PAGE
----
In the previous article I shared with you about this exercise where the participants had the task of putting in order some digital images and reproducing the product through a drawing, with the particularity that during the process, they received a new colleague with a visual disability which they had to include.
During the debrief we began to break down why I was not included in the team dynamic, where that gap was. One participant said: “I asked Pepe, do you have an image? He told me not. Then I asked him: do you have any information about the pictures or about the task? He said no again. It was then that, unconsciously, I left him out, because I said: he has nothing to contribute”.
We talk that both in the company, and also in our private lives, we are guided, unconsciously, by a utilitarian sense; in other words, your value as a person depends on what you contribute. If you make your company earn money and achieve results, you are worth it, otherwise, automatically, you are marginalized.
Some participant mentioned that the utilitarian system of companies is not conducive to the job inclusion of people with disabilities, and I agree.
Although I believe that people with disabilities can achieve a utilitarian status for companies, this process is much longer and much more unfair than the process that a person without disabilities goes through. It's simple: we don't start from the same physical / mental / social conditions.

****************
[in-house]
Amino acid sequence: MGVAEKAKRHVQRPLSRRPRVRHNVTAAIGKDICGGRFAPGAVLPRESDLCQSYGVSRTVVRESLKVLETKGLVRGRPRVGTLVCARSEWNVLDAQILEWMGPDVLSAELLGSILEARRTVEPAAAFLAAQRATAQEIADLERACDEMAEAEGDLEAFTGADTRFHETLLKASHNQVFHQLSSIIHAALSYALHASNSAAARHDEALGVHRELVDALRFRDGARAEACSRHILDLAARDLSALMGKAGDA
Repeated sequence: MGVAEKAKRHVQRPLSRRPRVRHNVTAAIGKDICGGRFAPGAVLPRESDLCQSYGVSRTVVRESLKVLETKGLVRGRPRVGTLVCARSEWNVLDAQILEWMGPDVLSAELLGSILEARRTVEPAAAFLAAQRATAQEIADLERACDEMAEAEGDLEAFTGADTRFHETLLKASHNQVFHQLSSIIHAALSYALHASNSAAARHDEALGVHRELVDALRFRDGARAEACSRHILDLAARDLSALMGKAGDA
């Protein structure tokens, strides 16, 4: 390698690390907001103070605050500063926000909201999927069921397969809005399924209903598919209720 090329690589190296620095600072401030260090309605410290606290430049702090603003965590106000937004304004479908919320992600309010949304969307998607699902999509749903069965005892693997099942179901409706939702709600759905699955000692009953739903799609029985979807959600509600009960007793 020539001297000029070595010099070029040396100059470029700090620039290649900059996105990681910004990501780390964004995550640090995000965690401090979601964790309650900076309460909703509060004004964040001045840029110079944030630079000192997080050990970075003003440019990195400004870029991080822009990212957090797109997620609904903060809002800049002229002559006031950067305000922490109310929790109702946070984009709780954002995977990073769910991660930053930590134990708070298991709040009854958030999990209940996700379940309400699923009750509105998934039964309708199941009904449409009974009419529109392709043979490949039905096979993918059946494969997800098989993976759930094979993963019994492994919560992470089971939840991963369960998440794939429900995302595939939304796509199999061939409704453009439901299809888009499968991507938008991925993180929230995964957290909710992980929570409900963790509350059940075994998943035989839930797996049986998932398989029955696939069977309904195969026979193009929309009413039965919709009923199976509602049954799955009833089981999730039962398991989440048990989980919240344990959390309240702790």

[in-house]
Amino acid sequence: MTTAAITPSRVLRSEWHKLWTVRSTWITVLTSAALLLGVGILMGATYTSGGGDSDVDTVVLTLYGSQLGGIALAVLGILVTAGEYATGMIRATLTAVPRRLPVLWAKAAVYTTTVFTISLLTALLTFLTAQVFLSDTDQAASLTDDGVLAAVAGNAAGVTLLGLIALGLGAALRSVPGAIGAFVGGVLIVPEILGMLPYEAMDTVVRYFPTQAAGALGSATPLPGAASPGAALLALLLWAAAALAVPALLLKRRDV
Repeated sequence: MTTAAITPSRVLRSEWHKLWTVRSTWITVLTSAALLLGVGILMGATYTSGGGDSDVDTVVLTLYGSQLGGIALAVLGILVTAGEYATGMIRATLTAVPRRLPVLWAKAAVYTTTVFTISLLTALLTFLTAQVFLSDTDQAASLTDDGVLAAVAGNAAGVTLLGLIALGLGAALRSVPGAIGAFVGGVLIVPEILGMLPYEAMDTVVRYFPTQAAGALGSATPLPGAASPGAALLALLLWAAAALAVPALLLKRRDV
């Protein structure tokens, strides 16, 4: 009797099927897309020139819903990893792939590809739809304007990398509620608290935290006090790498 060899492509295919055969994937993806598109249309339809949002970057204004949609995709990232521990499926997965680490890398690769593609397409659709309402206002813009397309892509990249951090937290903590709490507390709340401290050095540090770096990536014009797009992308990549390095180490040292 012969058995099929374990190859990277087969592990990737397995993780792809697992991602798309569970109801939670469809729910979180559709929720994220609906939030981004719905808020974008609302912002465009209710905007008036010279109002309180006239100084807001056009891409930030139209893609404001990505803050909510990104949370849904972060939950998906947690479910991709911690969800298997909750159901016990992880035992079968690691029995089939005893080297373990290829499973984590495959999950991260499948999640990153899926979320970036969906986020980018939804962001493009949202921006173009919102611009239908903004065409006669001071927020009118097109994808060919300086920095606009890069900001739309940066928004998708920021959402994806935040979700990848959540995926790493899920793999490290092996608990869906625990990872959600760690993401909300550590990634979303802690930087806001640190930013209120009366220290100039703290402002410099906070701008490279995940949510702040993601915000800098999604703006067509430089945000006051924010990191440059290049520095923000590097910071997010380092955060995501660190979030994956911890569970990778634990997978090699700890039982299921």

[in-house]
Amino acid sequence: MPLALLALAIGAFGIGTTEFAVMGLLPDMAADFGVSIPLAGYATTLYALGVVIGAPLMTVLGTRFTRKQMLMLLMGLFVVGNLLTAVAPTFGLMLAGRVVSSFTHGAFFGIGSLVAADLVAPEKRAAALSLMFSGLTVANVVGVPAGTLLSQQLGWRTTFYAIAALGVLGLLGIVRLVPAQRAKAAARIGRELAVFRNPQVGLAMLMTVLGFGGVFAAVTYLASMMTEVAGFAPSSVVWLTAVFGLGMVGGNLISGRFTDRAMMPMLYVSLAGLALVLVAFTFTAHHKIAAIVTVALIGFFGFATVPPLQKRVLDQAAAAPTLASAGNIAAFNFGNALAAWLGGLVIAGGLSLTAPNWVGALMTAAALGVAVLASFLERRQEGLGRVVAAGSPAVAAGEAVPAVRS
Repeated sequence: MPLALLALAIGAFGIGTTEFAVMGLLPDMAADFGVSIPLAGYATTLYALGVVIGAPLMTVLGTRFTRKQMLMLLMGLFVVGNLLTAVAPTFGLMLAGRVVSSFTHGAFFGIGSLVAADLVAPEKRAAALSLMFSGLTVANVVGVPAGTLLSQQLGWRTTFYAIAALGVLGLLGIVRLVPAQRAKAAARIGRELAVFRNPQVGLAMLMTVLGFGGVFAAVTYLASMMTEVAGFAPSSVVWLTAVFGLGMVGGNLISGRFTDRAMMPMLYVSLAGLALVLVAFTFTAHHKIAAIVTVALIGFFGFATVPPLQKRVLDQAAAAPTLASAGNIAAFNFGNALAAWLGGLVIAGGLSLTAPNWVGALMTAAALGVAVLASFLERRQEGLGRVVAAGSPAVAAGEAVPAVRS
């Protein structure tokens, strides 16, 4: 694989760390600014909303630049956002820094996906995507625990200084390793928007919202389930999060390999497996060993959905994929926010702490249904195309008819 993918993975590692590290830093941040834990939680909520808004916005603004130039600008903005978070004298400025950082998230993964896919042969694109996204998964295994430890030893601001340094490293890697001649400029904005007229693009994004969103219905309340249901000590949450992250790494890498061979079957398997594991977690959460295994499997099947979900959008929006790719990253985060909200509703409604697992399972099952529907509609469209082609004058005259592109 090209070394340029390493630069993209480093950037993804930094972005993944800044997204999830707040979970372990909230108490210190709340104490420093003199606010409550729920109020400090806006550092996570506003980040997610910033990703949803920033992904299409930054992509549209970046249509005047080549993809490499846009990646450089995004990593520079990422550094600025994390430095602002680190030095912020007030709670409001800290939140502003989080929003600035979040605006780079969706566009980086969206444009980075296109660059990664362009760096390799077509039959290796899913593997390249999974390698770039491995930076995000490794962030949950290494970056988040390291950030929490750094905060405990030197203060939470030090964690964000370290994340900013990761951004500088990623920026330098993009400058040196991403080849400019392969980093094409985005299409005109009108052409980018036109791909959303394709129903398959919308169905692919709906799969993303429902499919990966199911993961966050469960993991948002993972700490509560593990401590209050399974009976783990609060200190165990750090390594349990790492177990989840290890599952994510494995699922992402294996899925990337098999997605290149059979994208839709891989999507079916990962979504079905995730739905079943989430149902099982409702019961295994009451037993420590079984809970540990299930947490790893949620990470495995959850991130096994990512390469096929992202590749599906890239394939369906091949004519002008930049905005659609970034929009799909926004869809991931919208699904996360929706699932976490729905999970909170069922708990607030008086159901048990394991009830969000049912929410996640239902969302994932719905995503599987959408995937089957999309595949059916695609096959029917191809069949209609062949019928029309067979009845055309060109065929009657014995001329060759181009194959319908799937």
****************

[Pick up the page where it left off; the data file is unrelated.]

Is that the only answer? Do we, people with disabilities, do what we can to be useful and economically viable for companies?
If we stay with that answer, we will continue to see the human being as a simple instrument that generates economic profit, mainly for others.
Is that the proposal of the promoters of diversity and job inclusion? Convert people with disabilities into productive instruments of the business system? Or is it also our role to rethink the root business system for the benefit of the inclusion of all?
The effort of many companies to assimilate inclusion and diversity in their cultures is laudable. However, the process is slow, almost painful, like trying to put on a shoe that is too small for you.
At the end of the workshop, we asked the participants to share a hashtag with which they would express their learning from the workshop on social media. One of them was #PeopleOverResults. Nor do I think it is the immediate answer; It is unrealistic to ask companies to set aside results overnight in favor of their people. As always the answer is in a middle way, yes, less focused on utilitarianism.
What changes will be necessary in the business system for inclusion to be assimilated without so many obstacles?